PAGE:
I see them on a late afternoon jog, a group of local villagers sitting on an embankment outside their church building.
It’s hot. And it’s humid. I can see the sweat glistening on their brows. As the breeze hits my face as I run, I can’t imagine sitting motionless in their midst under the sweltering sun.
They’re Seventh Day Adventists who are holding their service outside that Saturday. I have no idea why they aren’t inside the sanctuary– a building made out of sticks and stones just four feet away– but nevertheless, the image they create is striking; over thirty people perched on boulders in the dirt, crowded around two preachers with Bibles.
The scene takes me back to the previous Sunday, when I attended another local Musanze church service at the Evangelical Friends Church. Inside a one-room mud-and-sticks building, we sat on small wooden benches with our feet in the dirt and praised Jesus for four straight hours. Four choirs had rotated up in the front, and it seemed like they were there more to accompany us rather than lead. At two points in the service, the congregation even got called out by one of the women in the choir for not having enough passion.
That memory flashes in my mind as I jog past those Seventh Day Adventists on the hill, and as the images of the two congregations collide, I can’t help but think…
Would we be willing to endure as much in America?
Take away all of the lights and the special effects and the doughnuts in between services. Take away the padded seats and the pretty decorations and the fancy PowerPoint so that we all know the lyrics during worship.
Or further, take away our air-conditioned buildings and gigantic parking lots. Replace them with a mud-and-sticks building with a dirt floor that smells of the animals outside and a woman who calls you out for not singing loud enough that takes two hours to walk to barefoot every single Sunday.
Where would our hearts lie then?
In our services, we sing “You can have all this world, but give me Jesus,” and it reverberates through microphones off the back wall as the video feed scans over the congregation, but is it what we truly believe?
We get frustrated if services go over the two-hour mark or if we get stuck in the overflow. We spend thousands of dollars on technical equipment only to make a fuss if they’re not working correctly, and we make it a point to make sure we get to sit in the pews where the air conditioner doesn’t blow.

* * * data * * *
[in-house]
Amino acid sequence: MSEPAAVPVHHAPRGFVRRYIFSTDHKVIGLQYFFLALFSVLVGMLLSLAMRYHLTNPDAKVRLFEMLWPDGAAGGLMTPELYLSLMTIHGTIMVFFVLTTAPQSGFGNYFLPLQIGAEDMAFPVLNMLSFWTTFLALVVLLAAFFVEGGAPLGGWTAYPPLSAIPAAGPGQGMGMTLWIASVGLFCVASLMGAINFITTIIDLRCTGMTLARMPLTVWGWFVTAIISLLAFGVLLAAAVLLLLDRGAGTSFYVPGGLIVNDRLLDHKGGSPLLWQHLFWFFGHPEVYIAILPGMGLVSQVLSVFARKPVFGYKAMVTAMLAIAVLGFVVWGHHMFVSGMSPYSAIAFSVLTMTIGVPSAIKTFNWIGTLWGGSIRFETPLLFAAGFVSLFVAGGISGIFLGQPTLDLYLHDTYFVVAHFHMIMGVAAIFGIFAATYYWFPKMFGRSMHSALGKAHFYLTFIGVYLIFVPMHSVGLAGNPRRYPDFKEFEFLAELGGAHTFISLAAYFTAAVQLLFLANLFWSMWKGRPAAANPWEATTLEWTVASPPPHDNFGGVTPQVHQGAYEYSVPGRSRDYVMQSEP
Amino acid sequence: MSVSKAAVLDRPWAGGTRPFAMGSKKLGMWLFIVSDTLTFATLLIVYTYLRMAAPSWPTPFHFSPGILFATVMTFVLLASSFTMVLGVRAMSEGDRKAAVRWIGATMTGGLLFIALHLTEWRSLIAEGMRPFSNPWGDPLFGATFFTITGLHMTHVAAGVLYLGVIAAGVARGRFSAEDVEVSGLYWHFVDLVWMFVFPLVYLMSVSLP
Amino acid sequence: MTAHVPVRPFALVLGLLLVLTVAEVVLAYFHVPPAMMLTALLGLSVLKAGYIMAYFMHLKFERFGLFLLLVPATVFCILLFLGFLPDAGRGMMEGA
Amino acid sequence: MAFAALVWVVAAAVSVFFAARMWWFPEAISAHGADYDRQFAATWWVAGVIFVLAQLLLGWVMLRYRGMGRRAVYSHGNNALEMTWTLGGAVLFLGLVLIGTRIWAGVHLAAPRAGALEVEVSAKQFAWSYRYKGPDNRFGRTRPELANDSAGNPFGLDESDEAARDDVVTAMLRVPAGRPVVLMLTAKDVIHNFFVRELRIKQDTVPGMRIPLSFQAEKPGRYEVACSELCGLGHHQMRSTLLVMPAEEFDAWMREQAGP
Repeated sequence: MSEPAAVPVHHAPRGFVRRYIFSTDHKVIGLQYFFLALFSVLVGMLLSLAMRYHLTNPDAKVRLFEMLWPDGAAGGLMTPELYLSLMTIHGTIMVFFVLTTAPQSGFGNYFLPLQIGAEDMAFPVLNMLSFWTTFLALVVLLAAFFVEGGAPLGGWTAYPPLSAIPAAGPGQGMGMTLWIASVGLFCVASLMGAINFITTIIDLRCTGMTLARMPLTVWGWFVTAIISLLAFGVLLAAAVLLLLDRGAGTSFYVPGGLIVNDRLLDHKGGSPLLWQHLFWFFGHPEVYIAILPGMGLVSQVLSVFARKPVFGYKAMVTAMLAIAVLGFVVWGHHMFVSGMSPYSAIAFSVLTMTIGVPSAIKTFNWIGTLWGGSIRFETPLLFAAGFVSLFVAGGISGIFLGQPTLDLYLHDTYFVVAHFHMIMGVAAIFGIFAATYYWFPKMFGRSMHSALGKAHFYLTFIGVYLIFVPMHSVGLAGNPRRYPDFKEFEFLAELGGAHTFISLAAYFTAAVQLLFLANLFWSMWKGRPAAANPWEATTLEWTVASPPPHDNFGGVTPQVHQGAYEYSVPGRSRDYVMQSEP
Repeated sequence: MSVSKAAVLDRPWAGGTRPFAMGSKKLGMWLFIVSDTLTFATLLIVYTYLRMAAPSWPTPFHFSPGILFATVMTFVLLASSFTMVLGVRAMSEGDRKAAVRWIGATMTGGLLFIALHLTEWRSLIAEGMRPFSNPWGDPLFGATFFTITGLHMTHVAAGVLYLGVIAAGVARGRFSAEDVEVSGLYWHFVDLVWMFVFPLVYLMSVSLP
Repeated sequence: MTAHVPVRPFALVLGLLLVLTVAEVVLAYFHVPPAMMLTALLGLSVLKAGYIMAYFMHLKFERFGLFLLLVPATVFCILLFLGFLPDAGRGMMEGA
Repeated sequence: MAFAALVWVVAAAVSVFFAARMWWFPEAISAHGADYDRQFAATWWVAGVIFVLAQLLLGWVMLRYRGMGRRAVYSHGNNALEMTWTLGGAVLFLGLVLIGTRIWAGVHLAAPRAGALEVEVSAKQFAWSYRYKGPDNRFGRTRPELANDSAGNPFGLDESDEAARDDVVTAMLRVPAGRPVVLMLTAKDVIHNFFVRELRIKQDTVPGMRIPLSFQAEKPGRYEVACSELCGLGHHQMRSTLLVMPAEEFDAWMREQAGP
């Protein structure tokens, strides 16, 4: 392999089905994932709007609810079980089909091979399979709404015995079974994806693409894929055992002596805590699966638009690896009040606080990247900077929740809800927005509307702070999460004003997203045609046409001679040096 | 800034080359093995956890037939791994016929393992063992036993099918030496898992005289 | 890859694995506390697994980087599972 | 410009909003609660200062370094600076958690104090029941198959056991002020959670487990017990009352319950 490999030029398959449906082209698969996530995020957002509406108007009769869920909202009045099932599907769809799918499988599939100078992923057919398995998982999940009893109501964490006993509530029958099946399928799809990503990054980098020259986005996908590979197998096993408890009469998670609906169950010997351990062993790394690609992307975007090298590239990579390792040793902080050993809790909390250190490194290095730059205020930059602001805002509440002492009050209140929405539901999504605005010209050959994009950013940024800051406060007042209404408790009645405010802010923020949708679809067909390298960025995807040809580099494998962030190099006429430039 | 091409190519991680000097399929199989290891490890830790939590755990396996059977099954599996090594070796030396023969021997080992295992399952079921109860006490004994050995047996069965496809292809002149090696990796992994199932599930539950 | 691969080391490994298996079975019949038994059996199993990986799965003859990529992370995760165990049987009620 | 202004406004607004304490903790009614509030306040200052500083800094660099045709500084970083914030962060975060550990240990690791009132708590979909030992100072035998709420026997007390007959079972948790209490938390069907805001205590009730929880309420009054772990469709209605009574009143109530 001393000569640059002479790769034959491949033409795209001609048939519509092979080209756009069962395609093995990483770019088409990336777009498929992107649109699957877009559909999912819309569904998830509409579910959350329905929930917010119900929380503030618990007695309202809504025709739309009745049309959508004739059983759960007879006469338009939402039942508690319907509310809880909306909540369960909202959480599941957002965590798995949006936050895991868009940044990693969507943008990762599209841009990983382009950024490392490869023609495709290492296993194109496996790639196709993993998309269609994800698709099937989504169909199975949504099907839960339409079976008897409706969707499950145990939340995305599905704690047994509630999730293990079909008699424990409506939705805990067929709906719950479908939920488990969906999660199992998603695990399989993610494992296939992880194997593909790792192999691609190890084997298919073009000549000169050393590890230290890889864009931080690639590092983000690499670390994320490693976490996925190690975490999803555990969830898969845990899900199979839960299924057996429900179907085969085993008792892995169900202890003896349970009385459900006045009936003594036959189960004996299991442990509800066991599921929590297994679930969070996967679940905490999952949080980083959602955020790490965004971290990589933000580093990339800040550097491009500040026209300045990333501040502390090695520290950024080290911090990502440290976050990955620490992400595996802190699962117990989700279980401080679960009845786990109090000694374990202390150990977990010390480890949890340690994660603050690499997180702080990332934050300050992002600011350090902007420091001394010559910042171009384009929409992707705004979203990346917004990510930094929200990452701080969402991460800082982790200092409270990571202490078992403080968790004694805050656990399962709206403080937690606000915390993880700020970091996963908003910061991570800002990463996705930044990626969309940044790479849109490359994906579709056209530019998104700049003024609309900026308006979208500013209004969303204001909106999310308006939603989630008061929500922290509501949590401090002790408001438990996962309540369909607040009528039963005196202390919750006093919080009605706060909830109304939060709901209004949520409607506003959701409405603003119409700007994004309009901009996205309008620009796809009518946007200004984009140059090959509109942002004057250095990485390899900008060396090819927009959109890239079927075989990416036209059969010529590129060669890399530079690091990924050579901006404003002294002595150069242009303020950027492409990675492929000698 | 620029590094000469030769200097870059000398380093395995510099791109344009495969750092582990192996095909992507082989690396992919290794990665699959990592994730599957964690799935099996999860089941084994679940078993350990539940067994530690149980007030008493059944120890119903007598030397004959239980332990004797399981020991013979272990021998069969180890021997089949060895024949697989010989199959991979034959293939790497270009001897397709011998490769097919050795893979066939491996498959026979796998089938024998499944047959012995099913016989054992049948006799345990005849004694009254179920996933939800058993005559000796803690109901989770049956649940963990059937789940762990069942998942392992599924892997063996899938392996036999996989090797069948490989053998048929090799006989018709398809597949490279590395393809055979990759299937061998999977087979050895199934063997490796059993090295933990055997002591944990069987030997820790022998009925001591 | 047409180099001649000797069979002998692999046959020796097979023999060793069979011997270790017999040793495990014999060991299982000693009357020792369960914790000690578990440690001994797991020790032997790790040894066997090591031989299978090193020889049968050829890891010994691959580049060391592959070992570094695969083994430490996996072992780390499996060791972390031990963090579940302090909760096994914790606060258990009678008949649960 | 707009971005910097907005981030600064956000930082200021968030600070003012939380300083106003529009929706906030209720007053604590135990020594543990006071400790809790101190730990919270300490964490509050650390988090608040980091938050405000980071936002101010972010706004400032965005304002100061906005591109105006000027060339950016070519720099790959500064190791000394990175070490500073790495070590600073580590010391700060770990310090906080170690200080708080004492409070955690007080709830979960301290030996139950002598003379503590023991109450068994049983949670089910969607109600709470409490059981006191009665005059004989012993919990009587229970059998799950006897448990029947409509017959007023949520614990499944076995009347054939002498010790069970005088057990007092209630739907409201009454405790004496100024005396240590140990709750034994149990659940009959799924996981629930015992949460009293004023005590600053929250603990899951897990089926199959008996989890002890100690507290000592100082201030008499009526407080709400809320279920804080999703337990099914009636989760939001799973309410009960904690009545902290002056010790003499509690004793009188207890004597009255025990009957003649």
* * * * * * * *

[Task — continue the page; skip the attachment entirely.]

We are called to offer up a sacrifice of praise, and yet sometimes it seems like it’s hard to offer up a sacrifice period. We’re content to drop $20 in the offering bowl and spend the rest of our Sunday at the golf course instead of giving a thought to the thousands of ways we could be giving of ourselves and our time. We find it difficult to lift up holy hands or bow down on our knees in worship simply because others will look at us funny.
Do we want Jesus? Or simply the commercialized image of His church that we’ve fooled ourselves into thinking is “enough?”
In Rwanda, I’ve seen people passionately pursue Jesus in humble adoration and worship, to the point where they walk two hours just to do it. To the point where they sit on hard, wooden benches for half the day. To the point where they circle up under the blazing sun just to hear His word.
I want to be that desperate. I want my worship to look like my fellow Rwandans’ because my heart is so deeply in love with the One who created it. I want to make a joyful noise to the Lord, with no thought to what it might sound like to human ears. I want my worship to be stripped of everything but pure joy, fearlessly abandoned to His will and His love. I want to make the daily choice to have life and have it to the full, and I want to be so wrecked by the grace of Jesus that it pours out of me like a fragrant perfume…
Dean– one of my new friends from the MOC and one of the most humble men of God I have ever met– says it like this:
“No one can praise God for you.”
No one and no thing. No choir, no lights, no doughnuts.
Would we really believe that a choir’s song or another person’s prayers over us are enough adoration for our Bridegroom King? We are called into a matrimony of agape love with Yahweh, the Creator of the universe. Surely we wouldn’t cut corners in that relationship for our own convenience and comfort.
The marriages that I have always been so in awe of are those in which husbands and wives place the other above themselves. Marriages where broken things are fixed and love does not necessarily mean romance, but sacrifice. Marriages that– for decades– have pressed on in humility and submission, even when doing so felt uncomfortable.
Oh, that our marriage to Christ as the church might be the same. That being apart of His body meant being surrounded and encouraged by others choosing to follow Him in uncomfortable submission. Pressing on together and drawing strength from the One who is enough, instead from the state-of-the-art building we gather in to do so.
I pray that I never forget what I’ve seen in the churches here. I pray it would forever change my soul in the way I worship the Lord, with others and on my own.
And I pray that the cry of my heart might truly be the song that has been echoing off the hills of Rwanda ever since I arrived five weeks ago…
…You can have all this world, but give me Jesus.
“God did this so that men would seek Him and perhaps reach out for Him and find Him, though He is not far from each one of us. For in Him, we live and move and have our being.” -Acts 17:27-28